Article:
- The Washington Times - Wednesday, August 22, 2001

I remember, as a boy, being disconcerted when I learned that the Earth was not standing still, but spinning around on its axis as it swirled around the Sun. If that were the case, why did everything look perfectly still on a foggy, windless morning? Reality, it turned out, was not obviously discovered by applying logic to my sense perceptions.

Well, as I have started to think about stem cell research, genetic engineering and cloning, I once again find that reality and logic don't easily coincide. It is a matter of life and death, but I can't even figure out when life starts or when death starts. Consider the central argument of the president's recent stem cell decision. Like millions of Americans, President Bush didn't want to kill a human life, so he only permitted research on already killed embryonic stem cells. But are they dead?

Princeton molecular biology Professor Lee Silver, writing recently in The Washington Post, explained that when the egg and the sperm fuse to form the embryonic cells, only the inside cells will become the fetus. The outside cells will become the placenta. Researchers go for the inside cells and discard the outside cells. Thus, we supposed, what was left could not grow into a fetus, lacked the potential for life and could therefore be used for research if it had already been "killed."

But a researcher in Canada has been taking just such placenta cell-stripped embryonic stem cells from mice and then giving them new placental cells, which happily grow into healthy little mice. If it can be done with mice embryos, it may well be replicable with human ones. If that is the case, those existing embryonic human stem cells may still have potential human life within them, even after they become stem cell lines. There may be no ethical difference between already existing stem cell lines and the hundreds of thousands of frozen fertilized eggs. If we can use them without killing them, where is the ethical violation?

Or consider the question of genetically engineering new and improved designer babies. While most people find that morally repugnant, most people do not oppose repairing genetically damaged fetuses. But what is the difference between repairing genetic damage and designing genetic improvement? For example, scientists have discovered a powerful correlation between people with high IQs and people with symmetrical features. We all have one foot or ear slightly larger than the other. That is asymmetry. Those with less asymmetry tend to be smarter. The magnitude of the asymmetry is a good measure of how resistant to stress the body was when developing stress from infections, toxins or poor nutrition. Such resistance is probably genetic. If doctors were to repair those fetuses who had insufficient resistance to stress ( a repair job), they may also be increasing the child's intelligence (an improvement job). It gets tricky discerning the ethical differences.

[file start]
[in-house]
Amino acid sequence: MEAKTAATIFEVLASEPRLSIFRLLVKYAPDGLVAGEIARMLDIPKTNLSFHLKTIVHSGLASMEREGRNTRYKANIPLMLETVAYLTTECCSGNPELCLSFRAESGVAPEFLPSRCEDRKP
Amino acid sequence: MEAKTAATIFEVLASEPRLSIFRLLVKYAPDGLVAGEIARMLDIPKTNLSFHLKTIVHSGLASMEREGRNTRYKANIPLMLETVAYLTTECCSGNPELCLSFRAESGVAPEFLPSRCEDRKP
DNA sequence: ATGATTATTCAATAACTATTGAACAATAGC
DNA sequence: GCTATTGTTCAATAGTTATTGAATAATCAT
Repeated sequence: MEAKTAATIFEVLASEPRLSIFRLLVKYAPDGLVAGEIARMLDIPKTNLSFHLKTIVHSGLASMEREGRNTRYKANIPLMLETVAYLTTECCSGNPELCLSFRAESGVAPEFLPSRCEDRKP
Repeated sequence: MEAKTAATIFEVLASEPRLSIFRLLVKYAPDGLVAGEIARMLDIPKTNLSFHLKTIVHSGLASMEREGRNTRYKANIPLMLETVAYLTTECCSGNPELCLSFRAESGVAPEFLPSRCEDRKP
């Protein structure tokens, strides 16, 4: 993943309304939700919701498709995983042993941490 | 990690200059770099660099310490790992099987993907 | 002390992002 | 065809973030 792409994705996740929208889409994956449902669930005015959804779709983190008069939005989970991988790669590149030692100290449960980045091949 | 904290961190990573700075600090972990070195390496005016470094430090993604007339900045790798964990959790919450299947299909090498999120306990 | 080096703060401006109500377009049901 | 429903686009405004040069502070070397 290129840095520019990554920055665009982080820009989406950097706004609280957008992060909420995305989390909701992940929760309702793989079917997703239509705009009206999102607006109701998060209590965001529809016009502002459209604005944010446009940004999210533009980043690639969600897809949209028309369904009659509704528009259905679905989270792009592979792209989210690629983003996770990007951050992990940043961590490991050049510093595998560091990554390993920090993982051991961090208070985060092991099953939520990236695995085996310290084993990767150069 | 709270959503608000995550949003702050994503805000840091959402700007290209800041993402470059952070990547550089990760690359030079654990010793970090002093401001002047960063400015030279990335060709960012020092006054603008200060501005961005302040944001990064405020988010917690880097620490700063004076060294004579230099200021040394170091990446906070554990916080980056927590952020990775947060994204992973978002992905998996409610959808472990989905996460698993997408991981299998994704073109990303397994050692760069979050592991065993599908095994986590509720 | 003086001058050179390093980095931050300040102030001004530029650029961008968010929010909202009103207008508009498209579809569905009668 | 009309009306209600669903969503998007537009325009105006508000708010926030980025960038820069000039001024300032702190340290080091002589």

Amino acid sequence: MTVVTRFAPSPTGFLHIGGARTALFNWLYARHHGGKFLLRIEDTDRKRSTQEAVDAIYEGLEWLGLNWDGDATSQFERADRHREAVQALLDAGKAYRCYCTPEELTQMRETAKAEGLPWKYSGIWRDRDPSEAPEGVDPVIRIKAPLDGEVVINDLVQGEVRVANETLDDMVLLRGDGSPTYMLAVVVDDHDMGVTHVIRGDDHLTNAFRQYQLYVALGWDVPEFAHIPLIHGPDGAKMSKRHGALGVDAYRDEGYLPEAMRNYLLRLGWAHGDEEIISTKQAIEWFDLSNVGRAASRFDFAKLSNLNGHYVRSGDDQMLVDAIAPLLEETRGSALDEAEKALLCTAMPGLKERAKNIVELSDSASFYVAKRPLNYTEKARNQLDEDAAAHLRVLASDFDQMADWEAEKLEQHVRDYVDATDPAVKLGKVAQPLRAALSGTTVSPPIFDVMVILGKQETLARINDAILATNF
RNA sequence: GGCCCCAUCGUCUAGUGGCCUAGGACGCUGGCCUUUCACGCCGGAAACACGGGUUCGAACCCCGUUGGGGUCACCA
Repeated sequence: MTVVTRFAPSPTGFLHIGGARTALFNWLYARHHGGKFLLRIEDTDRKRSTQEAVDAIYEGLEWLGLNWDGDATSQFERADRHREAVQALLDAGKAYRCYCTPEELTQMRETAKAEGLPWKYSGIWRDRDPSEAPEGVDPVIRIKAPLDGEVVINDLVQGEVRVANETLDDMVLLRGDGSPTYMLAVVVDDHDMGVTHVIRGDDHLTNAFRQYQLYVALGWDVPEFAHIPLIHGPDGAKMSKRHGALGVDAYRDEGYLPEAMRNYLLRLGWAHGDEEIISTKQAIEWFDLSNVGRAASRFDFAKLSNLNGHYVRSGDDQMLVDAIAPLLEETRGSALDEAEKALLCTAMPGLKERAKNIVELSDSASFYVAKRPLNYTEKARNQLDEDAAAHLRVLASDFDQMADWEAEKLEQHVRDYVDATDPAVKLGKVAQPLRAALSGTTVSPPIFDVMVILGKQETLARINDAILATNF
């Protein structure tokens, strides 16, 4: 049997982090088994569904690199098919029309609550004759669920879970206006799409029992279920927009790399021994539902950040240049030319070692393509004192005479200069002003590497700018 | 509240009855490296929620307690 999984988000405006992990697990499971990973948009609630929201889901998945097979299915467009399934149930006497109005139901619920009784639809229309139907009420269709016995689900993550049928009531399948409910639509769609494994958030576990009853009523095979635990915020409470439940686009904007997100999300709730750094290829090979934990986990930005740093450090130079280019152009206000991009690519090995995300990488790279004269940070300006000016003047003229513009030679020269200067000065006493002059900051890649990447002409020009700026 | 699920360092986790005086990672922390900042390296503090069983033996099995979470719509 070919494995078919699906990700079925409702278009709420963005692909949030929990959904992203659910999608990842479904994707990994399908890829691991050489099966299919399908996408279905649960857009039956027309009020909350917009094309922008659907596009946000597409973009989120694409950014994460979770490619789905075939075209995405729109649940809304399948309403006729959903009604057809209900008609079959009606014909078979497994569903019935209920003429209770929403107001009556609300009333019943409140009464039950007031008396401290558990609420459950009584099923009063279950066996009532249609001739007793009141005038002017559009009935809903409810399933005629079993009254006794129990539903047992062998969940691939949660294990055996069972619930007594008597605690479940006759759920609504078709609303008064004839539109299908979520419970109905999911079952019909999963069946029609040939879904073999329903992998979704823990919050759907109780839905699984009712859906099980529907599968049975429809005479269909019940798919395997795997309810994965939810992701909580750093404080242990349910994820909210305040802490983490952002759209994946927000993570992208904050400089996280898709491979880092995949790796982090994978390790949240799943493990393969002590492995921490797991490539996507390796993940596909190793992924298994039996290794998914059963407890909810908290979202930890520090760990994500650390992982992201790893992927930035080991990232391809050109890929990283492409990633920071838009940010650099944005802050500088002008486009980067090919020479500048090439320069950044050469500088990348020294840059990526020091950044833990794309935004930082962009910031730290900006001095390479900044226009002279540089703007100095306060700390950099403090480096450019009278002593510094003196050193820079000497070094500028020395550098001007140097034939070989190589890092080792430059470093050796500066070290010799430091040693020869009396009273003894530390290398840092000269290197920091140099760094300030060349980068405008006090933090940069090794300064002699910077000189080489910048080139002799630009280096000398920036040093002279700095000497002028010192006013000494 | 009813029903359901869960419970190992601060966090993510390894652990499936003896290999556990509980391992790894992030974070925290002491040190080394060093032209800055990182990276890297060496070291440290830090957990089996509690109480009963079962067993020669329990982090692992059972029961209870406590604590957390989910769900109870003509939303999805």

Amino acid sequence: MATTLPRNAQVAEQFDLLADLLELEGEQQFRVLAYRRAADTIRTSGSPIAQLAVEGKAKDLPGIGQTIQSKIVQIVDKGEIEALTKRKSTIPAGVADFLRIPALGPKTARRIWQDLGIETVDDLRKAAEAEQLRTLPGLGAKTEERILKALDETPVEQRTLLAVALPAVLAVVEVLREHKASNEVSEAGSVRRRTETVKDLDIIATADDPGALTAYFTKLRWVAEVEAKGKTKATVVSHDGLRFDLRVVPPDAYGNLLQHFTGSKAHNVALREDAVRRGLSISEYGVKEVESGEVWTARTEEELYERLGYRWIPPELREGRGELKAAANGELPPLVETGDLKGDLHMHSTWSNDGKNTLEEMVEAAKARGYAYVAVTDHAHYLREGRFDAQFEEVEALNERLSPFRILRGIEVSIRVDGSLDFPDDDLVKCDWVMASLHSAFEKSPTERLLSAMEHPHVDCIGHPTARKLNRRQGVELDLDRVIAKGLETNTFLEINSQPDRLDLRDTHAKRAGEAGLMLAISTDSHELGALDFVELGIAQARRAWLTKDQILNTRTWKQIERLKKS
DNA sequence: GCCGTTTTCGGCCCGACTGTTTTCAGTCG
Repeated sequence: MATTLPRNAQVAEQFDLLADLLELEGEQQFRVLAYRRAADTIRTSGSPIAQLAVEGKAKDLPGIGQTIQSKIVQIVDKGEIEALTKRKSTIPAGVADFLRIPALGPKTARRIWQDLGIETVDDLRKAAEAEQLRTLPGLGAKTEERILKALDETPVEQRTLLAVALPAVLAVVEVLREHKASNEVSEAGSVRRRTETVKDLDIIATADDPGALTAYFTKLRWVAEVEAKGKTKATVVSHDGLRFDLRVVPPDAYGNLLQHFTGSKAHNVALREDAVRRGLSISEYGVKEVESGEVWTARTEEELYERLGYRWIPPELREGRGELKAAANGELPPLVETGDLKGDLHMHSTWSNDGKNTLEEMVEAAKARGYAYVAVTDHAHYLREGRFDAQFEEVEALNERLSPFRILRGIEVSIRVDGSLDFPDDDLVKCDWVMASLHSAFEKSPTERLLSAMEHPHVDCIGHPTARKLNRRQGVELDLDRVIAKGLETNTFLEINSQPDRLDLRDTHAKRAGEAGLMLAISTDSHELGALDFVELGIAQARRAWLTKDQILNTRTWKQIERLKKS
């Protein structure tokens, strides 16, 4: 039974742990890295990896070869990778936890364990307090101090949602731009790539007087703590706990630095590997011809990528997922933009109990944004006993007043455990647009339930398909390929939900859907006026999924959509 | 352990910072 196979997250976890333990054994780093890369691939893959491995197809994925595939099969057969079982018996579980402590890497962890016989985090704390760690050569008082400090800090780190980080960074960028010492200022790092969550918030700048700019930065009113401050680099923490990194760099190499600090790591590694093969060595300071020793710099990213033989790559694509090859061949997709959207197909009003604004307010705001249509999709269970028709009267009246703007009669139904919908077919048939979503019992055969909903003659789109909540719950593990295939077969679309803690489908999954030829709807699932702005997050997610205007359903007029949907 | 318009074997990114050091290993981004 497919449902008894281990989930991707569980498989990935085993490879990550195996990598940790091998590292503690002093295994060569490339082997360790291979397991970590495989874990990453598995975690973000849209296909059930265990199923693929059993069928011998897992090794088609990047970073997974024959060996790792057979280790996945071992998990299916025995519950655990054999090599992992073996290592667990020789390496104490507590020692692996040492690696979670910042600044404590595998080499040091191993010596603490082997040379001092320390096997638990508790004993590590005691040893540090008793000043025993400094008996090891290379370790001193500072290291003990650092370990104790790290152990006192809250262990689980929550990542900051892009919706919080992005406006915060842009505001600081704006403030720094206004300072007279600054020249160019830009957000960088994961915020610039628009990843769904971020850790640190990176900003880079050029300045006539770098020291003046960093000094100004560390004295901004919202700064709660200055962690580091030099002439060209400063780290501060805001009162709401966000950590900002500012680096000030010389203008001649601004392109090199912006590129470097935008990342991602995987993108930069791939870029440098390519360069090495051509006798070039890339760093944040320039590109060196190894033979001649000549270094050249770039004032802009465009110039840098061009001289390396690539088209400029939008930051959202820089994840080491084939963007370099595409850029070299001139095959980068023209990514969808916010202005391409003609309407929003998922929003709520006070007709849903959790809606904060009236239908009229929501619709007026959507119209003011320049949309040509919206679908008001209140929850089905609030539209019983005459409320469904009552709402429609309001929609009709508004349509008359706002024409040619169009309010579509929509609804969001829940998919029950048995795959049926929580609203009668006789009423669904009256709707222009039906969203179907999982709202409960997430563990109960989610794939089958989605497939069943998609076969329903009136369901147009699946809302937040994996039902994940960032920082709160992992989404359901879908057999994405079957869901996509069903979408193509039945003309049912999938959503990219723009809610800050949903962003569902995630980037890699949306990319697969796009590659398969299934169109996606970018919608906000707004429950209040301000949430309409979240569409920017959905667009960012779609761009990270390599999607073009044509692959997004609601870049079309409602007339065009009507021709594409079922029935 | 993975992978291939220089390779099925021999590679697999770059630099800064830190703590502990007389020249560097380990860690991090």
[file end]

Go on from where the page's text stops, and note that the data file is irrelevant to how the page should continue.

If it were announced that a mad scientist was taking genetic cells from two different women and combining them with the sperm from a man to form a hybrid human who was genetically three people, Congress would be holding loud and angry hearings. But for the last four or five years Dr. Jacques Cohen at New Jersey's St. Barnabus Medical Center has been doing just that, and as a result about 30 healthy, normal children are walking the Earth at this moment.

He was helping women who can conceive, but whose embryos disintegrate. By taking the cytoplasm that surrounds the nucleus of eggs from a healthy woman and adding it to the mother's egg and the father's sperm, he is creating healthy babies who share two sets of maternal mitochondria (and thus three sets of genetic material). Is this good or evil?

A few weeks ago, the House of Representatives passed a bill making it a crime to clone a human (the Senate has not yet acted). Most people find human cloning repugnant. But four out of every 1,000 people are already clones: That is, they are identical twins. In fact, identical twins are genetically and environmentally closer than human-made clones would be. Unlike identical twins, human-made clones would have different mitochondria from eggs, they would have a different pre-natal environment (a different host-womb), they would have different post-birth environments and they would live in different historical periods.

Yet most people have known identical twins and recognize them as distinct individuals. Why would a human-made clone be an inhuman monster? After all, genetics isn't everything. While the genes form the brain and the brain gives rise to the mind, the mind is a dynamic thing that acts and reacts uniquely to its ever-changing environment. The unique human personality results from a combination of its genetics, the unique activities of its mind and its environment. That's why identical twins are not identical personalities. Where is the bright, logical line?

The U.S. Patent Office is currently puzzling over this question. They are concerned that a patent application by Geron Corp. for medical uses of human cloning technology may violate the 13th Amendment prohibition against slavery. The Patent Office isn't alone. We are all going to be struggling to discern between the ambiguities of an increasingly elusive reality.

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